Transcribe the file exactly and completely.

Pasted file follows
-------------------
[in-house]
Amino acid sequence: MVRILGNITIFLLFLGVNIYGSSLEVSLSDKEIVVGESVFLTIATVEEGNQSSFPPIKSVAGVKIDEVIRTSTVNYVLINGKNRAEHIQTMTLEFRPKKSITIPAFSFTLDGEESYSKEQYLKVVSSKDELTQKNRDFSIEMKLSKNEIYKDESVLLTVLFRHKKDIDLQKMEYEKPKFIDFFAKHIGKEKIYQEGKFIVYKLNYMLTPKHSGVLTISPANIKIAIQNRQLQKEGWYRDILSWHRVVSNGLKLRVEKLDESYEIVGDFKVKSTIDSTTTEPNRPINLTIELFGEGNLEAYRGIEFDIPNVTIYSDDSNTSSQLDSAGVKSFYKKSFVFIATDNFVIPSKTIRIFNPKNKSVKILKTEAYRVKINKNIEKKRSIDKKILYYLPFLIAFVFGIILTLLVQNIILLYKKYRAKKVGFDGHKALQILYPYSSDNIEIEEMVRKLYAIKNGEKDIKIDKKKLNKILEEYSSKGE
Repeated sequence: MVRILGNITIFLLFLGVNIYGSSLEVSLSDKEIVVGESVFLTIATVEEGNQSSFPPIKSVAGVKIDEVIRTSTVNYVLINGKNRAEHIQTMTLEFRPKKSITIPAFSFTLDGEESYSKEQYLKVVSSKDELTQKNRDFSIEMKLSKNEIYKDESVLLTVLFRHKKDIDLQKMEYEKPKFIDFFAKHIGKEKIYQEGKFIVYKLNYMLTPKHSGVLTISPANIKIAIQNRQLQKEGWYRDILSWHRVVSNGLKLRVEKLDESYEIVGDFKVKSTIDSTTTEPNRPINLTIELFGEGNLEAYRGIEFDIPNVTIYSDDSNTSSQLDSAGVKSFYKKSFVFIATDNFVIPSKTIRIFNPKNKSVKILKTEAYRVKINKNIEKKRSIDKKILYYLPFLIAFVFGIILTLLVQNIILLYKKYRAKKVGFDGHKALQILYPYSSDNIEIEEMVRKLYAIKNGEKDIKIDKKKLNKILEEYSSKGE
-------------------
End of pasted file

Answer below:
[in-house]
Amino acid sequence: MVRILGNITIFLLFLGVNIYGSSLEVSLSDKEIVVGESVFLTIATVEEGNQSSFPPIKSVAGVKIDEVIRTSTVNYVLINGKNRAEHIQTMTLEFRPKKSITIPAFSFTLDGEESYSKEQYLKVVSSKDELTQKNRDFSIEMKLSKNEIYKDESVLLTVLFRHKKDIDLQKMEYEKPKFIDFFAKHIGKEKIYQEGKFIVYKLNYMLTPKHSGVLTISPANIKIAIQNRQLQKEGWYRDILSWHRVVSNGLKLRVEKLDESYEIVGDFKVKSTIDSTTTEPNRPINLTIELFGEGNLEAYRGIEFDIPNVTIYSDDSNTSSQLDSAGVKSFYKKSFVFIATDNFVIPSKTIRIFNPKNKSVKILKTEAYRVKINKNIEKKRSIDKKILYYLPFLIAFVFGIILTLLVQNIILLYKKYRAKKVGFDGHKALQILYPYSSDNIEIEEMVRKLYAIKNGEKDIKIDKKKLNKILEEYSSKGE
Repeated sequence: MVRILGNITIFLLFLGVNIYGSSLEVSLSDKEIVVGESVFLTIATVEEGNQSSFPPIKSVAGVKIDEVIRTSTVNYVLINGKNRAEHIQTMTLEFRPKKSITIPAFSFTLDGEESYSKEQYLKVVSSKDELTQKNRDFSIEMKLSKNEIYKDESVLLTVLFRHKKDIDLQKMEYEKPKFIDFFAKHIGKEKIYQEGKFIVYKLNYMLTPKHSGVLTISPANIKIAIQNRQLQKEGWYRDILSWHRVVSNGLKLRVEKLDESYEIVGDFKVKSTIDSTTTEPNRPINLTIELFGEGNLEAYRGIEFDIPNVTIYSDDSNTSSQLDSAGVKSFYKKSFVFIATDNFVIPSKTIRIFNPKNKSVKILKTEAYRVKINKNIEKKRSIDKKILYYLPFLIAFVFGIILTLLVQNIILLYKKYRAKKVGFDGHKALQILYPYSSDNIEIEEMVRKLYAIKNGEKDIKIDKKKLNKILEEYSSKGE